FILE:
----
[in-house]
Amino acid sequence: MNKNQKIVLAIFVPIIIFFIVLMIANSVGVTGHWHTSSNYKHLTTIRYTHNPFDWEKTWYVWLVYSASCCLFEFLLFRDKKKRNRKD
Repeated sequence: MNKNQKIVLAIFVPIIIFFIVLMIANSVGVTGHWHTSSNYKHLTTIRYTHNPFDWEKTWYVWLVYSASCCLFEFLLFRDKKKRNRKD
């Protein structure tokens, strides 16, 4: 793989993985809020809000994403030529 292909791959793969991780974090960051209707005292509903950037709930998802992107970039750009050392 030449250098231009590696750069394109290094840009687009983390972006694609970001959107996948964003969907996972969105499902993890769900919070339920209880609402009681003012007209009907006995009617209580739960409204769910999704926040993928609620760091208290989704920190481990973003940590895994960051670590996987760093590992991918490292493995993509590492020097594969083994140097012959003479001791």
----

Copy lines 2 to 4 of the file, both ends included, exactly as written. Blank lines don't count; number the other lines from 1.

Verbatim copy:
Amino acid sequence: MNKNQKIVLAIFVPIIIFFIVLMIANSVGVTGHWHTSSNYKHLTTIRYTHNPFDWEKTWYVWLVYSASCCLFEFLLFRDKKKRNRKD
Repeated sequence: MNKNQKIVLAIFVPIIIFFIVLMIANSVGVTGHWHTSSNYKHLTTIRYTHNPFDWEKTWYVWLVYSASCCLFEFLLFRDKKKRNRKD
């Protein structure tokens, strides 16, 4: 793989993985809020809000994403030529 292909791959793969991780974090960051209707005292509903950037709930998802992107970039750009050392 030449250098231009590696750069394109290094840009687009983390972006694609970001959107996948964003969907996972969105499902993890769900919070339920209880609402009681003012007209009907006995009617209580739960409204769910999704926040993928609620760091208290989704920190481990973003940590895994960051670590996987760093590992991918490292493995993509590492020097594969083994140097012959003479001791």